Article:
SARS-CoV-2 spike protein changes the morphology of platelets and binds directly to the platelet integrin α5β1 and αvβ3 receptors

The US, Spain, and Japan researchers investigated the direct effect of the SARS-CoV-2 spike (S) protein on platelet morphology. They have discovered that the S protein changes the morphology of platelets and binds directly to the platelet integrin α5β1 and αvβ3 receptors.

One of the major pathological symptoms in severe cases of SARS-CoV-2 infection is abnormal platelet behavior. During SARS-CoV-2 infection, several other procoagulant players, such as the release of tissue factor, elevated fibrinogen levels and dysregulated release of cytokines create a hypercoagulative environment.

COVID-19 patients have a low platelet count (thrombocytopenia), microvascular thrombosis and coagulation, suggesting that SARS-CoV-2 can directly cause platelet dysfunction. Platelets isolated from COVID-19 patients also show abnormalities such as hyperactivity and increased spreading behavior.

Cytokines, antiphospholipid antibodies, interactions with other immune cells, and direct interaction between SARS-CoV-2 and platelets are potential causes of these abnormalities. The isolated platelets from healthy donors mixed with SARS-CoV-2 or the SARS-CoV-2 spike (S) protein show a faster thrombin-dependent clot retraction, and activate platelets independent of thrombin.

The S protein is crucial for understanding the molecular mechanisms of SARS-CoV-2 infection. The SARS-CoV-2 S protein consists of an S1 and an S2 subunit that are separated by host cell proteases. The receptor-binding domain in the S1 subunit is responsible for attachment to host cells. The S protein is thought to interact not only with the angiotensin-converting enzyme 2 (ACE2), but also with several other host receptors, including neuropilin-1 and CD147.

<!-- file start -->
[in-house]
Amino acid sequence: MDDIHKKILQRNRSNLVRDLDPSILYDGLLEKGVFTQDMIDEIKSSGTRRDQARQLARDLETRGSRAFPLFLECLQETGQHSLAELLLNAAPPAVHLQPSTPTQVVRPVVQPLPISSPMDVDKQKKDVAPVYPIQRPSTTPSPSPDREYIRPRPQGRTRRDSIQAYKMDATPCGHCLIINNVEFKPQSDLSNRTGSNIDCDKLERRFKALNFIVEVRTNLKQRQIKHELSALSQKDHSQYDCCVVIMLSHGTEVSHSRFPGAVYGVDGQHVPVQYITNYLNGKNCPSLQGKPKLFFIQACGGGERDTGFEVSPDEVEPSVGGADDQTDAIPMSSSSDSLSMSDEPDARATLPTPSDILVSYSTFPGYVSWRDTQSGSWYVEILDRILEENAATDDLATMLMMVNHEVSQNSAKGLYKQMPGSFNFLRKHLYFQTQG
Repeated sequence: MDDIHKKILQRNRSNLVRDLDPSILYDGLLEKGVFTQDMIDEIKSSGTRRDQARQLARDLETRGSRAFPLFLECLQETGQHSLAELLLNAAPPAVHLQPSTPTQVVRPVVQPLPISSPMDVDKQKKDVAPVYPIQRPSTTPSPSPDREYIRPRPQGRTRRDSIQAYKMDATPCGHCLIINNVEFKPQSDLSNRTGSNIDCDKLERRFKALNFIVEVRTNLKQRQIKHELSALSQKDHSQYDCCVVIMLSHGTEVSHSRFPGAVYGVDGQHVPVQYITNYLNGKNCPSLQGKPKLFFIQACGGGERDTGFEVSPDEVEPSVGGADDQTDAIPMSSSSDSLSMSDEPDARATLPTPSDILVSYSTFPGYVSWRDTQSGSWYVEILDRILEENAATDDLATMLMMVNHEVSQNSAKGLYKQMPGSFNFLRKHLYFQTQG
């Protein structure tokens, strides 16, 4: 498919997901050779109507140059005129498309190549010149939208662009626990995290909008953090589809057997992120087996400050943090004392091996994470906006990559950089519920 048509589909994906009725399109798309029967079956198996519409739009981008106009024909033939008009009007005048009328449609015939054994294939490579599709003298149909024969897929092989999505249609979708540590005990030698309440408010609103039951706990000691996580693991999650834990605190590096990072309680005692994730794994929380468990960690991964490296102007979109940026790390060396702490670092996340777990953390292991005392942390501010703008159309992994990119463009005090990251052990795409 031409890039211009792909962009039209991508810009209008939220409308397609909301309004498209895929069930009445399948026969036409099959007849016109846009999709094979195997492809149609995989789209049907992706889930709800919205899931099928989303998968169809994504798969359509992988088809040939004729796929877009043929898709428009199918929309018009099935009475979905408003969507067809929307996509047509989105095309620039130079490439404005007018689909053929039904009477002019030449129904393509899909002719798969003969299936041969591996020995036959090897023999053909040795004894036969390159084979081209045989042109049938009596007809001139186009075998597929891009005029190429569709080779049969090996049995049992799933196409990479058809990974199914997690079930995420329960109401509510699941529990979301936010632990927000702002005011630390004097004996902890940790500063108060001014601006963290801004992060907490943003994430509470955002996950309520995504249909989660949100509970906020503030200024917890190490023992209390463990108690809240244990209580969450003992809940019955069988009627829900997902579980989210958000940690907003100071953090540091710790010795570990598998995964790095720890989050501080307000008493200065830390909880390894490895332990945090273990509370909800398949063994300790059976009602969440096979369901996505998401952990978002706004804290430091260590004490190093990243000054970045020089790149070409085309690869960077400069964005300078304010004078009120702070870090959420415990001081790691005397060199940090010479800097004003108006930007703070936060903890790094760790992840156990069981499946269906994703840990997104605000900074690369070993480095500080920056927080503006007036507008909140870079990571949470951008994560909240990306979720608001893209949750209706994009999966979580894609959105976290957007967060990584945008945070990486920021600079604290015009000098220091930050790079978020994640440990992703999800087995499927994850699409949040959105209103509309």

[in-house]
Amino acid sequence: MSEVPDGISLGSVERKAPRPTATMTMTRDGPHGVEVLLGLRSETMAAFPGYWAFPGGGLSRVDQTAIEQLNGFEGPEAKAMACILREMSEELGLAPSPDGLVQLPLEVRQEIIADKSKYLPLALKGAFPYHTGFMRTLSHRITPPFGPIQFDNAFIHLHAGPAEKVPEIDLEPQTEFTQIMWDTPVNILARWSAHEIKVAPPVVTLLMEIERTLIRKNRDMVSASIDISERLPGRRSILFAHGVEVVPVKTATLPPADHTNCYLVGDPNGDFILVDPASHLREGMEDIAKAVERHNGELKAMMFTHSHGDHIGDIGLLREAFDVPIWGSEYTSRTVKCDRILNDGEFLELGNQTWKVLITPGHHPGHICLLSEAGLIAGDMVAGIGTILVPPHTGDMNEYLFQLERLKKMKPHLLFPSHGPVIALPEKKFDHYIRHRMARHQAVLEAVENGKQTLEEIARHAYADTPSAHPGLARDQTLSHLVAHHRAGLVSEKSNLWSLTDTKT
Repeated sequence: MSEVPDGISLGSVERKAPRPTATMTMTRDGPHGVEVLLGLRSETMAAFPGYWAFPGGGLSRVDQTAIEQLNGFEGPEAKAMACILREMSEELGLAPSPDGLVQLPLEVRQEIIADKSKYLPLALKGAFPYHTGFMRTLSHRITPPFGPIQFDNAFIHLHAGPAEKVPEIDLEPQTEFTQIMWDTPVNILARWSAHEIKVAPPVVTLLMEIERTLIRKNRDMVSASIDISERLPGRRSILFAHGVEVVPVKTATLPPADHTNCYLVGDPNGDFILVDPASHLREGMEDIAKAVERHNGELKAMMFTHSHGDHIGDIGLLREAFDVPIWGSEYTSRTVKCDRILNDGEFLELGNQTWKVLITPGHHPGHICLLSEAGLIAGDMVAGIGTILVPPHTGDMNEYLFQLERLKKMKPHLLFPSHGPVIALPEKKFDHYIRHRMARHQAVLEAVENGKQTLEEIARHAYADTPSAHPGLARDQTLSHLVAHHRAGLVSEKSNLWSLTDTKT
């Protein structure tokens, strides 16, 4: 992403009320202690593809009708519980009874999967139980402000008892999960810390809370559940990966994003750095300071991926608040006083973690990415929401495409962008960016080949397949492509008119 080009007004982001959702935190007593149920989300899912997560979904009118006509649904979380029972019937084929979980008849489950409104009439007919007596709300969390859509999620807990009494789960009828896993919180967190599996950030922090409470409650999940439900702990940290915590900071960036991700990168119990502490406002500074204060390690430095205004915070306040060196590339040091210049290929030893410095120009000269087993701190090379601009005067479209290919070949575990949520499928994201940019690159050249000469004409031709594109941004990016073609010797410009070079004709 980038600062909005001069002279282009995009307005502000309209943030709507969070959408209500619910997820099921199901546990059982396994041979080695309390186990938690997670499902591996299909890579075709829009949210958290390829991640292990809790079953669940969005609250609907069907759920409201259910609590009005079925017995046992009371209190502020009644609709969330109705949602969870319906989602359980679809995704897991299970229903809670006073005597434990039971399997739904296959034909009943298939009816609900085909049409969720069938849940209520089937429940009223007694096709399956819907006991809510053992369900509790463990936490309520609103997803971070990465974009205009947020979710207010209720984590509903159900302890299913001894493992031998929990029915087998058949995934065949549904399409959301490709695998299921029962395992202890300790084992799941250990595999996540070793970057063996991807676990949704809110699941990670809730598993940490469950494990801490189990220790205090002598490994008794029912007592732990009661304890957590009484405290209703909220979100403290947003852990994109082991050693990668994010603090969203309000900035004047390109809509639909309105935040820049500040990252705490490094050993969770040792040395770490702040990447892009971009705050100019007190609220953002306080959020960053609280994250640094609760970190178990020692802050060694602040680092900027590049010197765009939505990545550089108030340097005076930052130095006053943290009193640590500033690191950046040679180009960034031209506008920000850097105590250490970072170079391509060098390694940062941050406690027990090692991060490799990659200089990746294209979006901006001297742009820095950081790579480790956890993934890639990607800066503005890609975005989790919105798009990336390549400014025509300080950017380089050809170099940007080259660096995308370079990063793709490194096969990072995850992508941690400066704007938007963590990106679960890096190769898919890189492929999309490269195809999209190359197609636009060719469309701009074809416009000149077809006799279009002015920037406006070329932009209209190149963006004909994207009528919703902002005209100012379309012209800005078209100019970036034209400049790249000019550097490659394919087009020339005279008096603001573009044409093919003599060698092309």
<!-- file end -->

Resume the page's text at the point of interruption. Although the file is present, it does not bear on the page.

The results on the presence of ACE2, the main receptor for the S protein, on the surface of the platelets are not conclusive. On the contrary, integrin receptors are the main class of receptors expressed in platelets.

About the study

The researchers investigated the direct effect of the SARS-CoV-2 S protein on the change in platelet morphology. They isolated platelets from healthy human blood donors, tested their morphological changes in the presence of S protein, and visualized its effect on platelet morphology using live imaging and cryo-electron tomography.

The results showed that the S protein triggers the dynamic deformation of platelet morphology, leading in some cases to their irreversible activation. Cryo-electron tomography showed the formation of actin-rich filopodia at the end of the elongated platelets. Orientation analysis showed that the S protein binds to the membrane surface via different angular distributions. To gain molecular insights into the morphological changes of platelets in the presence of S protein, the research team performed a cryo-ET analysis of platelets in the presence and absence of the S protein. Platelets incubated with the S protein showed extensive deformation, while intact platelets showed their typical disc-shaped morphology.